“Oh yea, we lost the iPad on the second week and couldn’t test it out.”
“Sorry, we didn’t get a chance to install the integration because we had to put out a bunch of fires.”
“We used it a couple times…”
If you give away your technology to businesses under the guise of “beta” or “pilot”, you are guaranteed non-use. It WILL be a waste of your time. You CAN’T get that time back.
The first three months after a new technology hits the marketplace are critical. Every second your product is being used and tested by a customer is precious, with valuable learnings pouring into your database like VCs to a hot startup’s party round. The only way to begin to collect this data is for the end user to care, and the only way to get them to care is to make them pay.
Every couple weeks I’ll get on the phone with a young startup looking for advice on how to get their brand new app into the marketplace. In the most typical case, they have spent the first three months live giving their product away to any business that has a heartbeat and agrees to test it out. These businesses feel like they’re doing you a favor and typically don’t give your “game-changing” app the time of day. The driving force for success is getting them to open their checkbook.
Start With Your Competitor’s Price
For guidance on pricing out of the gate, look at what your competitors are charging for their product. While there likely won’t be perfect comps because your product is differentiated in some way, you need to ascertain what your prospects are comfortable paying for a similar service.
Go After Perfect Fits First
It’s so tempting to ‘spray and pray,’ spreading your product far and wide to anyone who says “sure, I’ll try it out!” You will spend more time troubleshooting your product with the worst fit clients and less time helping a select few succeed. Do your research and identify the companies that need your product the most, serve the right demographic customer, have the right management team in place to pull the trigger on a deal, absolutely need your product, and have the desire to be seen as innovators. If you can’t find a dozen customers who absolutely need your product, go back to the white board.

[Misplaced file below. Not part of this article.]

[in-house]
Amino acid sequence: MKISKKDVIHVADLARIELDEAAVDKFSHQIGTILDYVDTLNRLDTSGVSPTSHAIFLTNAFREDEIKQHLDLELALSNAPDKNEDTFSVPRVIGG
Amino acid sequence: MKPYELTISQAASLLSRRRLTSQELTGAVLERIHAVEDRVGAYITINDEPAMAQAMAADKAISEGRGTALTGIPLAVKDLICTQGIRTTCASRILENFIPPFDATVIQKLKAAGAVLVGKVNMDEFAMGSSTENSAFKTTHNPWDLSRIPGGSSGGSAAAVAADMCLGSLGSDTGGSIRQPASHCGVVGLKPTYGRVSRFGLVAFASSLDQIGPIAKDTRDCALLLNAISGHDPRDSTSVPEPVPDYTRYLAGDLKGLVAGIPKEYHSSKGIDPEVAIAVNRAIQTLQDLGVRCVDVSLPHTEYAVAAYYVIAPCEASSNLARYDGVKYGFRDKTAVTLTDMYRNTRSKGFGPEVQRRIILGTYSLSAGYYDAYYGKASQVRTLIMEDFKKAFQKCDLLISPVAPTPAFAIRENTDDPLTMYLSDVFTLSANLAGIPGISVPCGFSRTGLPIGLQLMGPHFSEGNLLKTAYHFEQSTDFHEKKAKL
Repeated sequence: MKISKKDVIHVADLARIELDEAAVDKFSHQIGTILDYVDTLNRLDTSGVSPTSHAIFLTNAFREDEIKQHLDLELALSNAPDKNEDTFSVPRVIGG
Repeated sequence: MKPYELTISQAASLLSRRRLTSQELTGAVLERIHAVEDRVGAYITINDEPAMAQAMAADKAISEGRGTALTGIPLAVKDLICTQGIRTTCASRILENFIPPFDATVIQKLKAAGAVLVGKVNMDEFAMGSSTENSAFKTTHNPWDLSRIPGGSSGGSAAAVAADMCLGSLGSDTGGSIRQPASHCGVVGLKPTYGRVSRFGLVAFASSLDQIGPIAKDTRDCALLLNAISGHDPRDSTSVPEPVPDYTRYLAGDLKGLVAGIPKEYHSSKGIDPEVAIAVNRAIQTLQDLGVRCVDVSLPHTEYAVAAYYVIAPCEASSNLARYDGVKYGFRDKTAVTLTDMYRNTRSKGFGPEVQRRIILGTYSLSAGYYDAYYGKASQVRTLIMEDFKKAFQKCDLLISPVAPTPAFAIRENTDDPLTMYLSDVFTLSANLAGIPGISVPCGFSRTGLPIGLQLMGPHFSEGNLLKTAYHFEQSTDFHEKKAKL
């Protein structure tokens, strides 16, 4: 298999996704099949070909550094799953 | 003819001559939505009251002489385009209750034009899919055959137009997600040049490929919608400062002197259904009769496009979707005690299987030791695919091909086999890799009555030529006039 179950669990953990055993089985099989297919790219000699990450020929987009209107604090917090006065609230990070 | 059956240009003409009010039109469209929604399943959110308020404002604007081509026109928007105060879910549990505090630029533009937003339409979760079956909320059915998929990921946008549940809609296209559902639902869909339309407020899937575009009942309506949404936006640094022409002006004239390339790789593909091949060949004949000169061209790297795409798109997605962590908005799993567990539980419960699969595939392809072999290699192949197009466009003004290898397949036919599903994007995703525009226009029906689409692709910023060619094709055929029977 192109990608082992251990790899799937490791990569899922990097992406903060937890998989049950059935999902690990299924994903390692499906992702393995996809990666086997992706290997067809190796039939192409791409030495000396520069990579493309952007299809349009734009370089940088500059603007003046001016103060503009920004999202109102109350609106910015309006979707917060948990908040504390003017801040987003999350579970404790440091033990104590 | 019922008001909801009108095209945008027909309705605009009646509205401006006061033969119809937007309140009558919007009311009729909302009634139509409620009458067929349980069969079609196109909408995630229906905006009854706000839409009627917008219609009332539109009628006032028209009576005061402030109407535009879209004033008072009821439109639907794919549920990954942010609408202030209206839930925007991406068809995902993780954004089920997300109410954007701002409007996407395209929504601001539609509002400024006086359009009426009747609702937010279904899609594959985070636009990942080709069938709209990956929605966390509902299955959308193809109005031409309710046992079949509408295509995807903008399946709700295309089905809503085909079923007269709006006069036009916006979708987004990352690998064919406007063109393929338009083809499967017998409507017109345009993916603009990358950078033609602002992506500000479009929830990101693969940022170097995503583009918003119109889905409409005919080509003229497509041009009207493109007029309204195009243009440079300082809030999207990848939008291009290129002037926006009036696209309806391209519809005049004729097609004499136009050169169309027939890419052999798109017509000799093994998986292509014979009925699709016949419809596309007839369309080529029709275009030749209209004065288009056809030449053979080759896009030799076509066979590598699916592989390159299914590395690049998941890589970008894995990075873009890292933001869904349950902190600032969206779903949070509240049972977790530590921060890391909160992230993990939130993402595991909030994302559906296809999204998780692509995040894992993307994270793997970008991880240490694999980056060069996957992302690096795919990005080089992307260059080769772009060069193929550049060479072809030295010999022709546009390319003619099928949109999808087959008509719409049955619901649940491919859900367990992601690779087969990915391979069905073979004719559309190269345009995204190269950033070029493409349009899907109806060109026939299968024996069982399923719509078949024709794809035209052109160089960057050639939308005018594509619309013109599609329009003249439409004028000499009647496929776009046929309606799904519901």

Price It Low to Start, but Make Them Feel the Pinch
Since I recently tied the knot, a bunch of my friends have asked me how much money they should spend on an engagement ring. Some websites will tell you 2-3 months gross salary, while contend net is the best way to go. My advice is to find a price point that hurts a little bit. Proposing is a huge life decision, and there is no better way to internally gauge your commitment and seriousness than making it a bit painful in the wallet. The same applies to business.
In your prospect meeting, they will inevitably ask who you’re working with already, and in the early days there will be few. For taking the leap of faith, you should give them a sizable discount and promise to grandfather them in when prices rise and new customers come on board. In exchange for the discount, ask to use their data for a case study. This give makes them feel special and appreciated, deepening your relationship with them. The case study request afterwards is an implicit signal to the client that you will bust your butt to make sure they’re satisfied.
Give Those First Clients Impeccable Customer Service
By hand-holding your first clients, you can turn them into cheerleaders. The easiest sale is the referral sale. Executives trust their friends in the industry, and you want to be the insider’s vendor choice. Be their Sherpa to gain their loyalty. The second reason to be involved in their use of your product is to gather valuable user data firsthand. Be present to listen to their delights, challenges, and struggles. This feedback will help refine your pitch and inform the development team which features to build next.
Expand Using the Respect Factor
With case studies in hand from happy, perfect fit customers, spread the gospel in your industry, widen your net, and attack the next concentric circle of good fits for your product. Use the first few clients as a benchmark that others in the industry respect. Wash, rinse, repeat.